In Mexico City, Collectivo drivers often behaved and dressed unprofessionally. The new Metrobus BRTS gave importance to the appearance of its drivers, as they are a reflection of the brand and the image of the whole transit system. Metrobus continues to trains its employees to create a welcoming and passenger-friendly service (Carrigan, Arpi & Weber, 2011).

Image 5: Left: LA Metro Orange Line bus driver as an ambassador

Image 6: Right: Collectivo drivers versus Metrobus drivers in Mexico City

Source: Carrigan, Arpi and Weber, 2011

  Janmarg, Ahmedabad

In Ahmedabad, to acclimatise the public with BRTS, the agency built a prototype of the BRTS station one year before Janmarg became operational. The prototype showcased the station designs and educated people on how to use the facilities. This user education policy also provided an opportunity to gather feedback from the public and make necessary design changes before starting the operations. Janmarg also offered free rides to the public for the first 100 days of operations (Carrigan, Arpi & Weber, 2011).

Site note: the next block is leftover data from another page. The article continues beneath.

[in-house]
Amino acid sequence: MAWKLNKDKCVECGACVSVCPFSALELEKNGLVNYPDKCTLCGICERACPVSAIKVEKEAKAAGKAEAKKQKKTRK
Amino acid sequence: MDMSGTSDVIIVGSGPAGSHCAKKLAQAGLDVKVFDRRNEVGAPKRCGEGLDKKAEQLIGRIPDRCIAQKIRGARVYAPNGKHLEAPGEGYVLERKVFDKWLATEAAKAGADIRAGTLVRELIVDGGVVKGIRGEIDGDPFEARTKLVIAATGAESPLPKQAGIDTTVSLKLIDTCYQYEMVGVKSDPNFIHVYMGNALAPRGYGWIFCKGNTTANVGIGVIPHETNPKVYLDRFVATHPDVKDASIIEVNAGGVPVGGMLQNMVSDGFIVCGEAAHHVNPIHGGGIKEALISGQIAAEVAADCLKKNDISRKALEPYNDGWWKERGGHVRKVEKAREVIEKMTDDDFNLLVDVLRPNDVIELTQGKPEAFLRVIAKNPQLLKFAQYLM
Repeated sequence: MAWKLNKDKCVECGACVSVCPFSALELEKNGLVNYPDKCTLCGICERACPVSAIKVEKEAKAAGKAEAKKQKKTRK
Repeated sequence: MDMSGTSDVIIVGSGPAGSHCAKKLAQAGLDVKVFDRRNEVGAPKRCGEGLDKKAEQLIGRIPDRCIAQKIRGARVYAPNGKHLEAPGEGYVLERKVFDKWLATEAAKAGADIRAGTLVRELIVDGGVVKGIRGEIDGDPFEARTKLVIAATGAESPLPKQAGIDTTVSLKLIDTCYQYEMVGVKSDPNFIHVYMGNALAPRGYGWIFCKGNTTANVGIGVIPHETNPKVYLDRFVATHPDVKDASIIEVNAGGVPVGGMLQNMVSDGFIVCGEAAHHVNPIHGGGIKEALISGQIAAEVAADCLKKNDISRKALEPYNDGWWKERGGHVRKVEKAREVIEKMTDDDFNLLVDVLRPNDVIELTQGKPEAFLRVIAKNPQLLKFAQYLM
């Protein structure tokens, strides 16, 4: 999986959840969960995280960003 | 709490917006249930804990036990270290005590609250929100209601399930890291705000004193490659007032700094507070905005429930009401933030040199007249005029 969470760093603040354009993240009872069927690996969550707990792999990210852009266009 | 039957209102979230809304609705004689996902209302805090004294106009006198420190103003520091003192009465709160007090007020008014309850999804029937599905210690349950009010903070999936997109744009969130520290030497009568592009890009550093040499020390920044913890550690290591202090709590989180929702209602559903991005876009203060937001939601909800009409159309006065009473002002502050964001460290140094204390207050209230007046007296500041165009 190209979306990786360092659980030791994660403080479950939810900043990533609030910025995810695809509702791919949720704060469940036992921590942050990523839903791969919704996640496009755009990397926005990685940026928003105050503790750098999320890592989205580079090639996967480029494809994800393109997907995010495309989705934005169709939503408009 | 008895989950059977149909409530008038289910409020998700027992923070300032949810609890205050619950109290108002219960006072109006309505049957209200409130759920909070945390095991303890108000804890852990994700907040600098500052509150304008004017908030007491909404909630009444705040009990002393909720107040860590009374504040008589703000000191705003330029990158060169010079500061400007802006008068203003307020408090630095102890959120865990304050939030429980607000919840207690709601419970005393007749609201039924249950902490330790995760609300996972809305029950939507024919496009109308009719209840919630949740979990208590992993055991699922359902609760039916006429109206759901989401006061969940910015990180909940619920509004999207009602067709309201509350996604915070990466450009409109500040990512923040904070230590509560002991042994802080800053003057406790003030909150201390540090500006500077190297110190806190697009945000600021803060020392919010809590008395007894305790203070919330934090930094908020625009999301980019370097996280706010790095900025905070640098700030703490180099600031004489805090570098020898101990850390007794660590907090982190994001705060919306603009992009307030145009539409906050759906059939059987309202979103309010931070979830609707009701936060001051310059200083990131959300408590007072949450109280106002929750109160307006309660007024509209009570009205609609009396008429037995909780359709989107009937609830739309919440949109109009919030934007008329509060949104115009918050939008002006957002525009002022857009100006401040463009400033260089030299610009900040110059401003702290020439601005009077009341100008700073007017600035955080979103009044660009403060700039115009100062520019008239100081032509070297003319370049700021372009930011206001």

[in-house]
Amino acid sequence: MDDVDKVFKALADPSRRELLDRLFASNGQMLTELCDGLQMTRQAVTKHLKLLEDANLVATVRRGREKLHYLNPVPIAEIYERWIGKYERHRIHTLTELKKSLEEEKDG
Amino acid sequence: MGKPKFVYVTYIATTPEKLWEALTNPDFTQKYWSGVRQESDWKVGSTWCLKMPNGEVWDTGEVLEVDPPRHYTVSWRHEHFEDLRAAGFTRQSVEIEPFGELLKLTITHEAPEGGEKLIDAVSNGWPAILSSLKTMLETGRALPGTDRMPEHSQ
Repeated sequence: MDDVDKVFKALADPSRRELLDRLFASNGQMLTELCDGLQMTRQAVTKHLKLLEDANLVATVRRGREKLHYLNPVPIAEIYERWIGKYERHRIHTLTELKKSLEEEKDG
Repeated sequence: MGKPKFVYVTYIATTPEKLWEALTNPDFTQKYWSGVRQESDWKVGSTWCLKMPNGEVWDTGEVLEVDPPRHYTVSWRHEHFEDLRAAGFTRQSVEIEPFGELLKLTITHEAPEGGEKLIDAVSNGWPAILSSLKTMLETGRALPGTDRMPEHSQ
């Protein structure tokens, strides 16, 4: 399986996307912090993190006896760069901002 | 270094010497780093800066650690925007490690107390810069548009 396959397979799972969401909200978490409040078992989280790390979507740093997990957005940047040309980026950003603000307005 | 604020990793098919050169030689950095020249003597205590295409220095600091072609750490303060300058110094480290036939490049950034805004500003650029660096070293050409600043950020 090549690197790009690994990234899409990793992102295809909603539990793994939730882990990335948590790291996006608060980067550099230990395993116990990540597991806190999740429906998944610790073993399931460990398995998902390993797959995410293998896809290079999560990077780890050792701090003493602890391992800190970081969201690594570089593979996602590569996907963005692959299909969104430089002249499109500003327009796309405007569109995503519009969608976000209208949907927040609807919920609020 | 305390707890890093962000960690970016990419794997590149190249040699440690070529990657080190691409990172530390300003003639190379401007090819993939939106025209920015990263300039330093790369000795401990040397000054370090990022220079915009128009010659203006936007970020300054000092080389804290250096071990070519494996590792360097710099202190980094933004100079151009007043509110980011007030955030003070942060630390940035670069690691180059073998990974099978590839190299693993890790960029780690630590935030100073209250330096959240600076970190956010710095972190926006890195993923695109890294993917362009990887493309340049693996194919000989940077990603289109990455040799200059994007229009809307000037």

Conclusion

From the Los Angeles case study, through many interventions LA Metro built a strong brand image. Building up a strong brand image is important to communicate the core values of an organisation, inform the people about the services and encourage them to use it often. Marketing strategies can help transit organizations reach their organizational target of increased public awareness, increased use of services and other specific goals. They can be cost-effectively utilized by the public transit organization. However, marketing campaigns should only promote services that already exist, and the transit corporations must be prepared to handle the generated demand.